Pudendal Nerve - Course and Failure


The pudendal nerve is a nerve that runs in the pelvic and genital areas. It is also known as the "pubic nerve". He is responsible for the motor innervation of muscles as well as for sensitive innervation, i.e. all tactile and pressure sensations, in the area from the anus to the genitals.


The pudendal nerve has its origin in an interweaving of several nerves, which is also referred to as a plexus in medical terminology. This nerve plexus in turn originates in the lowest area of ​​the spine, the sacrum, and the last vertebra of the lumbar spine adjacent to the top.

At the end of the nerve entanglement, four individual nerve cords emerge. One of these nerves is the pudendal nerve. In the following it moves through the basin, wanders through several openings and removes protrusions. It is accompanied by an artery and a vein. The nerve then pulls into the pudendal canal, also known as the 'Alcock' canal. In this canal, a strong layer of connective tissue is placed around the pudendal nerve and its accompanying vein and artery. This canal represents a constriction. When the pudendal nerve has finally passed through the 'Alcock' canal, it divides again into four further branches, its terminal branches.

These include the perineal nerves, the inferior rectales nerves, the dorsal penis nerve and the dorsal clitoral nerve. These different nerve cords run in different directions and supply areas of the genital and genital areas. The perineal nerves run in the direction of the perineum and scrotum in men and to the large labia in women. It also runs to parts of the muscles of the urethra. The inferior rectal nerves, on the other hand, run in the direction of the anus. The dorsal penis nerve and the dorsal clitoral nerve each run to the penis in men and to the clitoridis in women.

Course of the pudendal nerve

The pudendal nerve arises from the spinal cord at the level of the sacrum. The nerve cords that come from the sacral segments S1 to S3, sometimes also S4, ultimately come together to form the pudendal nerve. The pudendal nerve then migrates into the pelvis, where it passes through a large opening, the infrapiriforme foramen. It then wanders around a protrusion, the ischial spine, and then enters the anterior part of the pelvis through another opening, the lesser sciatic foramen. Once there, it runs through the so-called 'Alcock' canal, whereupon it splits into its end branches. The terminal branches in turn mostly end in regions of the anus, the perineum or the genitals.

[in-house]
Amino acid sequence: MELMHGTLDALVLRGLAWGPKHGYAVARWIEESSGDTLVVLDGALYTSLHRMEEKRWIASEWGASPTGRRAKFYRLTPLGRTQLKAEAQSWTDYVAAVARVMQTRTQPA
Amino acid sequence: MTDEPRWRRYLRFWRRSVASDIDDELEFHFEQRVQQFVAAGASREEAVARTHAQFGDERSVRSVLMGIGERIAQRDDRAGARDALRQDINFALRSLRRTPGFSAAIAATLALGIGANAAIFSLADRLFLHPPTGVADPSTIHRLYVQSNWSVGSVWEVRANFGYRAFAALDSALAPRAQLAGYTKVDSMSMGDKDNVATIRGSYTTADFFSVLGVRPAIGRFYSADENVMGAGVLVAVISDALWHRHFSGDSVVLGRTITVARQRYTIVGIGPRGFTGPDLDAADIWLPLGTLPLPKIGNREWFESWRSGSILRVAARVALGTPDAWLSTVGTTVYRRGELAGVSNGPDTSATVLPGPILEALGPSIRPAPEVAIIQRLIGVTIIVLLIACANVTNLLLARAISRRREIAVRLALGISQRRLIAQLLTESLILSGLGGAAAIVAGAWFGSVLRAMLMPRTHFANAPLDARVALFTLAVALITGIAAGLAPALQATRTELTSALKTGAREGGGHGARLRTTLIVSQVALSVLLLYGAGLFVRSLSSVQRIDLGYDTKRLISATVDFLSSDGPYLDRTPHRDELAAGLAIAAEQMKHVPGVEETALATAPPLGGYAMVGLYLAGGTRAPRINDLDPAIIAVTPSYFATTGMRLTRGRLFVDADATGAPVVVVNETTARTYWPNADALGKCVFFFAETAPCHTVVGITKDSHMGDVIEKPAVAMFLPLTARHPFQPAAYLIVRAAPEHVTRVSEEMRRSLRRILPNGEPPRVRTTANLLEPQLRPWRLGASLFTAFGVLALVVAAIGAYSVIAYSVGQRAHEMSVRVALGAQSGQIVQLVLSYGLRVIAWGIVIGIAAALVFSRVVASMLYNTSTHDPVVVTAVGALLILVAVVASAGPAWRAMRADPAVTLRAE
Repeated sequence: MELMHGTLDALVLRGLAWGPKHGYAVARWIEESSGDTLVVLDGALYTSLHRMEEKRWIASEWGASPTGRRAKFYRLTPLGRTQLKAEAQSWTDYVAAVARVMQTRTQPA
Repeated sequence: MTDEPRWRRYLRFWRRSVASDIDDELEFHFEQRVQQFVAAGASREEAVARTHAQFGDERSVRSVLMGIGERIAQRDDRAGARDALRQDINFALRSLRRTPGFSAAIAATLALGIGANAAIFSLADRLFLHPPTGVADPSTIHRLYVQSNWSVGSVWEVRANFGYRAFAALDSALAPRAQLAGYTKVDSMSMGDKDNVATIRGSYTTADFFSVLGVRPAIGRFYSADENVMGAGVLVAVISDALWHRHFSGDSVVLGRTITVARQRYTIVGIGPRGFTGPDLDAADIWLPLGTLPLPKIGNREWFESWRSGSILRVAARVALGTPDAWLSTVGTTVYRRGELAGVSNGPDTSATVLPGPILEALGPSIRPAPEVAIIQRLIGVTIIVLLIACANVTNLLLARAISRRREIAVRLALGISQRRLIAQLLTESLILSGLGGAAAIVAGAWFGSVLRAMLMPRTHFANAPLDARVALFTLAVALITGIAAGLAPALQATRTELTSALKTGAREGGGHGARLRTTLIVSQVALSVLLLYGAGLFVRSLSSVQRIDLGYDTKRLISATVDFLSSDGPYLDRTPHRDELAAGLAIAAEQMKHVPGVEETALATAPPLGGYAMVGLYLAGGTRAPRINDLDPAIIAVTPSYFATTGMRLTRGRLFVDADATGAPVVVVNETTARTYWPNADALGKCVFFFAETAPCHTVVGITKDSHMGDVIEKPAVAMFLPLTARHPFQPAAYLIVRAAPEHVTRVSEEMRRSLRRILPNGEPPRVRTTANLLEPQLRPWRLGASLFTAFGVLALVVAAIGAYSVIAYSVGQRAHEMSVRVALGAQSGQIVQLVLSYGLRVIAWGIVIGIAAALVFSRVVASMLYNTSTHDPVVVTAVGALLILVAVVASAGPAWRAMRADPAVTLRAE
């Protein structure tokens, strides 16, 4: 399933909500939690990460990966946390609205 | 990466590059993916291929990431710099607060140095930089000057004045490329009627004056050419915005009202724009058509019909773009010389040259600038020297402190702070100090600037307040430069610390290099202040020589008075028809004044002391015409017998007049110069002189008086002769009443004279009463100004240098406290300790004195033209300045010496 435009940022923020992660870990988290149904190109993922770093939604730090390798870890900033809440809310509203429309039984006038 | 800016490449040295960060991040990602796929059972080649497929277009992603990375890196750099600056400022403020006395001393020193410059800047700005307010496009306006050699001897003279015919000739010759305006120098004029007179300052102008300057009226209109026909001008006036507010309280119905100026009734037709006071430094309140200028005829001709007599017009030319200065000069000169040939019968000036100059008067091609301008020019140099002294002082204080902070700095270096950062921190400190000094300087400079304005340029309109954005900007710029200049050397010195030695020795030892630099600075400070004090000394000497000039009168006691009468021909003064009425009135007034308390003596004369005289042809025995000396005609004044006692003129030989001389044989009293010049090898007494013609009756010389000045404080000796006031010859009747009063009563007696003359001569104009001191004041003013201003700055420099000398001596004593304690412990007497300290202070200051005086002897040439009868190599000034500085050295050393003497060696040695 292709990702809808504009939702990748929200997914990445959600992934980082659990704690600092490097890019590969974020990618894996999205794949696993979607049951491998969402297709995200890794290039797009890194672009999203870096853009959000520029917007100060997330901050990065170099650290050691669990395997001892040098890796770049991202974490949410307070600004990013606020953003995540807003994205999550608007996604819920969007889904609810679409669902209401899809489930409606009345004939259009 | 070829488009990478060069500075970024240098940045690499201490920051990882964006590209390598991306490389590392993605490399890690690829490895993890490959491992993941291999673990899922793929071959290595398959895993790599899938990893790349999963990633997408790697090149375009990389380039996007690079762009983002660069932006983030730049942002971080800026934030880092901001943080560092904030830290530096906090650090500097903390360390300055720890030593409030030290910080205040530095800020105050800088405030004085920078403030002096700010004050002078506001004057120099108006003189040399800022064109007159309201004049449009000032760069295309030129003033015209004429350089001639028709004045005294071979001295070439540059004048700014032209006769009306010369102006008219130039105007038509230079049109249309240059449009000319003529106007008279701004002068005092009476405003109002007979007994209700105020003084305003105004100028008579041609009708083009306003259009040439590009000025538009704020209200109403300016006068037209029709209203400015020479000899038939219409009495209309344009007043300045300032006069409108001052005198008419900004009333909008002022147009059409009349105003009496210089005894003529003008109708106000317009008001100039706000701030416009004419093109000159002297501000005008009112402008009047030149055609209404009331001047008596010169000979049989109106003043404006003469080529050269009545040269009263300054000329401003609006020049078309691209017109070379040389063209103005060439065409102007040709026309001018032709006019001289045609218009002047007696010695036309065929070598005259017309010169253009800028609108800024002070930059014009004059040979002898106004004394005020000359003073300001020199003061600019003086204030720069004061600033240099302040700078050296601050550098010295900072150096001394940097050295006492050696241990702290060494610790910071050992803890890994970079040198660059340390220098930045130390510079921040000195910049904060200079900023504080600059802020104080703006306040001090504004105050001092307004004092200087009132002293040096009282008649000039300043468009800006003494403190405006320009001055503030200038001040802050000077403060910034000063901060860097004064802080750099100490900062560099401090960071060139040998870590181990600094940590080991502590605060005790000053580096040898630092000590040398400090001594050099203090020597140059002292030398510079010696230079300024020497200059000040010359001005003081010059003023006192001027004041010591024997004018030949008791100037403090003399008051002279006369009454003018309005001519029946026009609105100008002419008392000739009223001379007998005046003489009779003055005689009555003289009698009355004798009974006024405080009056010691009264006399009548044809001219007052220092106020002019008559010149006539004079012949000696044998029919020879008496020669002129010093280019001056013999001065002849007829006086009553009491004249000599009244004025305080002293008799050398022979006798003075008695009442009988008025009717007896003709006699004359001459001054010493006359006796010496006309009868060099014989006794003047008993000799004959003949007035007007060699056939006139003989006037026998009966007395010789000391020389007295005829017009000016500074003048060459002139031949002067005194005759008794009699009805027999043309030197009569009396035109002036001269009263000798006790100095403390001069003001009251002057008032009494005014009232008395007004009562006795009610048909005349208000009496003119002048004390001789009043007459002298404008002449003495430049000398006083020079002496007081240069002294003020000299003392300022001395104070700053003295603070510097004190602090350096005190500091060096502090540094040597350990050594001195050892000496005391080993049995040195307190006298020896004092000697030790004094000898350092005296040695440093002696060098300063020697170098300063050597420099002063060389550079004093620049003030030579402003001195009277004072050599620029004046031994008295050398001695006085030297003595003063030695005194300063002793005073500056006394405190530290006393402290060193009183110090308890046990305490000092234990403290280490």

As a nerve, the task of the pudendal nerve is to connect tissue and muscles with the spinal cord and brain and thereby perceive sensations as well as to be able to carry out movements or muscle tension. The pudendal nerve reaches large areas of the genital and genital areas via its terminal branches. It reaches the entire region of the anus through to the genitals via its sensitive branches, which perceive all pressure and tactile sensations. In terms of motor skills, he is also responsible for the areas located there.

For example, he is responsible for supplying the pelvic floor muscles. The pelvic floor muscles play an important role in ensuring continence in women and men. By tensing and relaxing, it supports the regulation of urination. In addition, it can react to sudden increases in pressure in the abdominal region, which can be caused, for example, by sneezing, coughing or laughing, and thus prevents unintentional urine output.

Another area that the pudendal nerve supplies is the external sphincter muscle of the anus. As with the pelvic floor muscles, it can support and regulate bowel movements by tensing and relaxing.

The genital organs of men and women are supplied by another terminal branch of the pudendal nerve. In men, one of the branches leads directly to the penis, where the ejaculation is controlled. In women, a branch leads to the clitoris, where the woman's sexual arousal is regulated. The pudendal nerve thus also contributes to sexual function.

In addition, due to its generally central location in the pelvic area, the pudendal nerve ensures a stable position for all viscera within the pelvis.

What are neuropathies?

Neuropathies are a disease of the nervous system. However, this is generally not the central nervous system, which includes the brain and spinal cord, but rather the nerves that extend from the spinal cord to the periphery of the body - the peripheral nervous system. Neuropathy damages those peripheral nerves.

As a result of the damage, the nerves can only pass on the information to the brain or the body periphery to a limited extent or not at all. The disease can be very diverse and have different causes. It is often triggered by other diseases, for example by externally invading pathogens. But diseases such as diabetes mellitus or various autoimmune diseases can also trigger neuropathy.

Pudendal nerve neuralgia

Pudendal nerve neuralgia is damage to the pudendal nerve and the associated pain. The damage usually occurs at the largest constriction during the course of the pudendal nerve, the so-called Alcock's canal. This is why pudendal nerve neuralgia is often referred to as 'Alcock' syndrome. Pudendal nerve neuralgia occurs twice as often in women as in men.